After the trailer ends, the panelists are brought out, which includes the author of the Wayward Pines novels, Blake Crouch, Executive Producers M. Night Shyamalan (director of movies like The Visit, The Sixth Sense), Donald De Line, and Ashwin Rajan, and actors Jason Patric (from The Lost Boys, Narc, Speed 2) and Djimon Hounsou (from various movies like Blood Diamond and Guardians of the Galaxy). M. Night Shyamalan is the first to begin the conversation at the panel and says they want to tell a compelling story for Season 2 of Wayward Pines, and not simply make a Season 2 for the sake of doing it.
We learn a little bit about the story for Season 2: a doctor, Dr. Theo Yedlin, who is in the middle of a fight with his wife, ends up in a car accident and he winds up in Wayward Pines. Wayward Pines is in the midst of turmoil though, where martial law is in effect, with the children in the academy trying to rule the older parents who know how the world really is now. We also learn that Djimon is playing a character known as the “Duster” who knows the ins and outs of the town, Shyamalan says. We also learn a lot of characters from Season 1 will be back–Ben, his mother Theresa, Megan Fisher, and Kate.
The moderator discusses with Shyamalan about working on TV and Shyamalan explains that he likes to work with stories about characters, and TV gives more time to work on characters, using full episodes to focus on a character.
The producers also discuss the reason for a Season 2, Since season 1 was a closed story. They discussed that they felt there was more to say about this world, and said that they felt the end of Season 1 is not the end of the story, and decided to go to the networks to see if they could finish what they thought was a bigger story, with another season to the show.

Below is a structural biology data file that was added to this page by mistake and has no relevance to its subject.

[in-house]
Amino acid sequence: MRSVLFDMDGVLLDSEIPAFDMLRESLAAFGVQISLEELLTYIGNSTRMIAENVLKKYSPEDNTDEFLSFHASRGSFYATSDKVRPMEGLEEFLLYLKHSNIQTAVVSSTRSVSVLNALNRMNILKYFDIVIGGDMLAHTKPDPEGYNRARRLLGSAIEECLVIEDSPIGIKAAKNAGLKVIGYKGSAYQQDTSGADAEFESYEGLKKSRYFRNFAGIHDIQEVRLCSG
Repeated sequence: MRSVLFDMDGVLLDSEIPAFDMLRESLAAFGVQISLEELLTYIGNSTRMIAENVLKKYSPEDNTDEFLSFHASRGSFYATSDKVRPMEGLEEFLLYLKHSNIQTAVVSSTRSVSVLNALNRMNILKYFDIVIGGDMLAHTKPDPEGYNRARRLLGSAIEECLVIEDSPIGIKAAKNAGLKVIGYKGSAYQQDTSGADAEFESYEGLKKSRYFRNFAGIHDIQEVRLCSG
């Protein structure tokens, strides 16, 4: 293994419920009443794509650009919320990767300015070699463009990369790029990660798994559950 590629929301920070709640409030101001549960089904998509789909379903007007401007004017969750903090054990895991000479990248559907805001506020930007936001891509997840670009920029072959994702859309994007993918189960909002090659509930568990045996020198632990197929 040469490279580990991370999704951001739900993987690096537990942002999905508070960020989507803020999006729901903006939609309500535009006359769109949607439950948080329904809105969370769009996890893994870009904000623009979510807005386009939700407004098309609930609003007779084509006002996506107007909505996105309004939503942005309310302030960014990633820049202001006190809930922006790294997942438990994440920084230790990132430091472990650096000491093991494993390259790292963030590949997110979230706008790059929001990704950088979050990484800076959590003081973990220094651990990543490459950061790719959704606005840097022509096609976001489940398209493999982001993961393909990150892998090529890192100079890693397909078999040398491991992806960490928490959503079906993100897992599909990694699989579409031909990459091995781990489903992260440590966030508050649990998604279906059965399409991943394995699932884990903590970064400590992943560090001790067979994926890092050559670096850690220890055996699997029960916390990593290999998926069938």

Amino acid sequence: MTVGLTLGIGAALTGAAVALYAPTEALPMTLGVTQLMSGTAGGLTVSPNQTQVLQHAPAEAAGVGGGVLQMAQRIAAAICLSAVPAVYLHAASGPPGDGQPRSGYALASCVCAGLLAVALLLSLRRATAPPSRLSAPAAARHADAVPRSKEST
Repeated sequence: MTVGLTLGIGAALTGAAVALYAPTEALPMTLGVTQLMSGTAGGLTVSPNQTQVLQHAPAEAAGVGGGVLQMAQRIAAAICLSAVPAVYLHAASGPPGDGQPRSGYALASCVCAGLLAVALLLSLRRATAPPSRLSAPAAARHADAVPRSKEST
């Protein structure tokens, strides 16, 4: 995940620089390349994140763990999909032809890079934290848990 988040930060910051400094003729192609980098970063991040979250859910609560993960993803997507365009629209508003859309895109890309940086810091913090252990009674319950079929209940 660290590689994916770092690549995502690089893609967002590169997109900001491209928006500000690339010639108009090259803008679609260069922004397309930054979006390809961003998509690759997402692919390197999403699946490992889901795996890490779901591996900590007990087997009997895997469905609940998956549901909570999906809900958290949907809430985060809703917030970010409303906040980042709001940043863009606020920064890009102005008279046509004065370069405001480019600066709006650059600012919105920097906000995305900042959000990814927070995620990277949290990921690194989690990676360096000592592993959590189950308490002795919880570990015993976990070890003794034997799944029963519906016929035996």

The producers then talk more about how this season is going to be about the first generation of kids, who only know this world, conflicting with the older generation who knows both worlds.
Djimon talks about being introduced to this world, and thinks that this world is a crazy roller coaster. Jason also talks about this, saying that he decided to not watch the first season so he would be acting as his character would, being just newly introduced to the town of Wayward Pines. Both actors seem to be pretty excited about the new season.
Djimon also talks about what his character, CJ, is doing this season, and he says CJ feels humanity is doomed. He also says that he hasn’t learned much about his character yet, as scripts seemed to be kept close to the vest so the big reveals are kept a secret as much as possible.
Shyamalan talks about Terrence Howard refusing to know what the secret of Wayward Pines is, which was funny because his character was supposed to know. It was also revealed that Terrence Howard would be back this season.
Shyamalan also talks about what characters would be funny to wake up in Wayward Pines, which he brought up Ludacris. That seemed like an odd choice! Jason Patric also talks a little more about playing his character, who is trying to figure out what is going on, and what is real in the world Wayward Pines has set up. We also learn that they have only finished two episodes so far, and that Jason Patric doesn’t know much as he is only given scripts a couple weeks in advance.
Shyamalan reveals that Jason was woken up purposefully, and it sounds like it might be because of his surgeon capabilities.
The moderator then asks if there is a “time jump” from Season 1 to 2, and it is revealed that Season 2 picks up a couple months after the end of Season 1.
Talking more about how the idea of Season 2 came up, Blake Crouch, the author of the book, says that his ideas came from discussions with Shyamalan. He says that some characters from Season 1 will be coming back in Season 2 and have a bigger role. He says that he is pretty certain he won’t be writing anymore books in this world, but enjoys seeing it play out on TV.